How Emotions Can Destroy Game Day Performance

Let's face the facts...all the private lessons you can afford, and all the ground balls, batting cages swings, free throws or dribbling in the world won't matter a lick if your athlete folds under the pressures of the game.

I have seen countless players look fantastic in practice only to come unraveled during pivotal moments on game day. Why is that? There are certainly a number of contributing factors, all found between the ears. However, in today's post, I want to focus on how your athlete's emotional state can and will destroy their game day performance.

girls softball player losing her poiseIf you are a parent or a coach we all grapple with the weekly emotions of our teenage sons/daughters/players, don't we? Teenagers in general can be a handful, but add the stress, pressure and expectations of game day into the mix and these young athletes can quickly become their own worst enemies in a heartbeat!

The diagram below illustrates the impact your athlete's emotional state has on their performance. Your athlete has the choice of how he or she reacts to a "game event" by their "thoughts." Their thoughts (positive or negative) will trigger an emotional reaction. This emotional reaction will have a direct impact on the quality of their overall game day performance.

If the "chain reaction" of event / thoughts / emotions (feelings) is a positive and healthy one a domino effect of high performance will ensue. However if that "emotional" chain reaction is negative and limiting the domino effect can create a continual stream of poor performance during subsequent game events (or plays).

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Here is an example of a negative emotional "chain reaction" that can destroy game day performance:
  • An athlete makes a crucial error in the field and immediately engages in negative thought patterns that question his or her ability to succeed. They start internal dialogue like, "I can't believe I missed that ball. I suck at shortstop."
  • As these negative thoughts continue and compound the emotional reaction ensues. The athlete feels frustrated, angry or sad based solely on their reaction to the game event and the negative thoughts that bombard his or her head as a result.
  • Now their emotional state is heightened in a negative and destructive way, including the inability to focus on the present moment and the task at hand.
  • The athlete, as many do, takes their mistake in the field and carries it over to his or her next at bat. Unfocused with diffused energy and "can't do" thinking they strike out and walk away with an even more elevated emotional instability as his or her frustration may now turn to anger. His or her failure at the plate only serves to reinforce their own conclusions in their head that he or she "can't do it."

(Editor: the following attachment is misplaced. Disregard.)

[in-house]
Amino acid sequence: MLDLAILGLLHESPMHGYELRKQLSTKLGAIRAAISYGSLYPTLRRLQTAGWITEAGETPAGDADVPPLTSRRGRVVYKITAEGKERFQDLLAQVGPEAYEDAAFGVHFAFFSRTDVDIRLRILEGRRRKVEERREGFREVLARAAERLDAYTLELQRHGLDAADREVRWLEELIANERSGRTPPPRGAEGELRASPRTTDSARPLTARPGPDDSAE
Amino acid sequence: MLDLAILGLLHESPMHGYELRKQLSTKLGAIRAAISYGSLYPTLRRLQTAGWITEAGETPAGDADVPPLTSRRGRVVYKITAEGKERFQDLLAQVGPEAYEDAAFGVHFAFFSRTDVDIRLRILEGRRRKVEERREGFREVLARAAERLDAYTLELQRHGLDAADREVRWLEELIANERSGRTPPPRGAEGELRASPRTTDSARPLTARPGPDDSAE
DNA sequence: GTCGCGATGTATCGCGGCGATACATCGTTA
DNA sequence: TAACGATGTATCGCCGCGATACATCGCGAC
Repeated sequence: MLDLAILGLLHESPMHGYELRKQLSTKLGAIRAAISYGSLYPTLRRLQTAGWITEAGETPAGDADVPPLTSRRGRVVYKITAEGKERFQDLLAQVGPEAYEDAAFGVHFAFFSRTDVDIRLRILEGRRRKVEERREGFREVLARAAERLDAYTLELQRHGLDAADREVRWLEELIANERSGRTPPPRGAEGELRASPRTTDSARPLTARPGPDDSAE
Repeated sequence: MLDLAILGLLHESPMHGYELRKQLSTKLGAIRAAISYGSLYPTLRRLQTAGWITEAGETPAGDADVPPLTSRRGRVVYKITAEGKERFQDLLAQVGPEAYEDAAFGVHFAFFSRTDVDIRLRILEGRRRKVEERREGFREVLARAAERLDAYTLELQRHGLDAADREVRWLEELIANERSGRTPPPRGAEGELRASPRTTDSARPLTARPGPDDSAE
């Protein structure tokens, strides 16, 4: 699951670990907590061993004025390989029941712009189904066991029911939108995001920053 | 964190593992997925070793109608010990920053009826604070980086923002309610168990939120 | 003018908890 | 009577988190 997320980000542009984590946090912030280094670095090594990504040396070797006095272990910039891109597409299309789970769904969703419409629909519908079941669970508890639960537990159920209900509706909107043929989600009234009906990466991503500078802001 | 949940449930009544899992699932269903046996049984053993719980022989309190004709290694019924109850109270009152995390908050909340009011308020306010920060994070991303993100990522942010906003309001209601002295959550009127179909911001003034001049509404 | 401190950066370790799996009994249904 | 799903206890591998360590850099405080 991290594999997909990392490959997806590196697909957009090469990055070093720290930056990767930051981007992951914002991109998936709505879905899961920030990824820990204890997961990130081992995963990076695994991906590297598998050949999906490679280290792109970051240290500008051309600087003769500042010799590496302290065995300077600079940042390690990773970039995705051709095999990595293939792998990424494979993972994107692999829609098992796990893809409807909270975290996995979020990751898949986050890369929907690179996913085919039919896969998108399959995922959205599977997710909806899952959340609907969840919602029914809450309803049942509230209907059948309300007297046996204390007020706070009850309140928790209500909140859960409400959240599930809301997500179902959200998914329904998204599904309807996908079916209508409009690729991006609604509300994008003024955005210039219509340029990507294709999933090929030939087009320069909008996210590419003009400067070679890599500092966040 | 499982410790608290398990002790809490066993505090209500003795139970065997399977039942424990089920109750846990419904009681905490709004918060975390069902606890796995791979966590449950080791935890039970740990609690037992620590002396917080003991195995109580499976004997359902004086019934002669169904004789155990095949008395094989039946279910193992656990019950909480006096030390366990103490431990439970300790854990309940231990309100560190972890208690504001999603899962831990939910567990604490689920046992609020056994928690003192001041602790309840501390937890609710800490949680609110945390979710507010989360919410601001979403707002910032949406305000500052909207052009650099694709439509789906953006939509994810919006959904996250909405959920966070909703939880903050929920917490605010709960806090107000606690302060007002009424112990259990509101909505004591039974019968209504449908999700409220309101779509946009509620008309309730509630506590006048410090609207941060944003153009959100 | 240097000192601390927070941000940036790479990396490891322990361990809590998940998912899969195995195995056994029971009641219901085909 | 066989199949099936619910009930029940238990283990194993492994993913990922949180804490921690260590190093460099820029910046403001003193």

• For the remainder of that game (and perhaps several games that day or weekend) the athlete's emotional state prevents them from playing at an optimal level nor from enjoying the game. His or her game day performance is dismal...far below their true baseball or softball potential.
Let's look at an example of a positive emotional "chain reaction" that can propel game day performance:
  • An athlete strikes out with the bases loaded at a pivotal time in the game. Rather than engaging immediately in negative thought patterns he or she recognizes the pitcher made a great pitch and they can't wait for the challenge of hitting against him/her next time.
  • These positive and healthy thought patterns lead to a healthy emotional reaction whereby the athlete is still disappointed in their strikeout but the overwhelming feelings are ones of excitement and determination to do better next time.
  • Because of his or her positive and constructive emotional state they are able to remain focused in present moment awareness and are ready to attack the next task at hand.
  • Any future game events will likely be approached with a "can do" attitude, minimizing the chances for adversity.
  • For the remainder of that game and likely many more to follow this athlete will perform more near his or her true baseball/softball potential, while greatly enjoying the process of playing the game.
The solution to insuring optimal game day performance for your athlete lies in their ability to properly frame the results of a game event. If he or she expects perfection or is burdened by excessive external expectations (from parents or coaches), or simply lacks self-confidence a less than optimal game event can cause their emotional state and game performance to spiral downward rapidly. If he or she can frame the same game event positively and productively (as in "mistakes are part of the game and opportunities to learn" and "I see that opportunity as a challenge") then the potential negative impact from the game event will be minimized and game day performance can be optimized.

Simply stated your athlete's emotional states can expand or limit their game day potential for success. Here are three steps he or she can take to turn that frown upside down after a mistake:

1. Recognize how he/she is responding to the game event (what are their emotional habits?).

2. Acknowledge that he/she has a choice as to how their reacts to the event (taking responsibility for their emotions).

3. Frame the event more positively, focusing on the effort and process rather than simply the results (keeping it all in perspective).

Remember, how your athlete responds to adversity is always their choice. Help him or her to develop the mental tools they need to dominate on game day!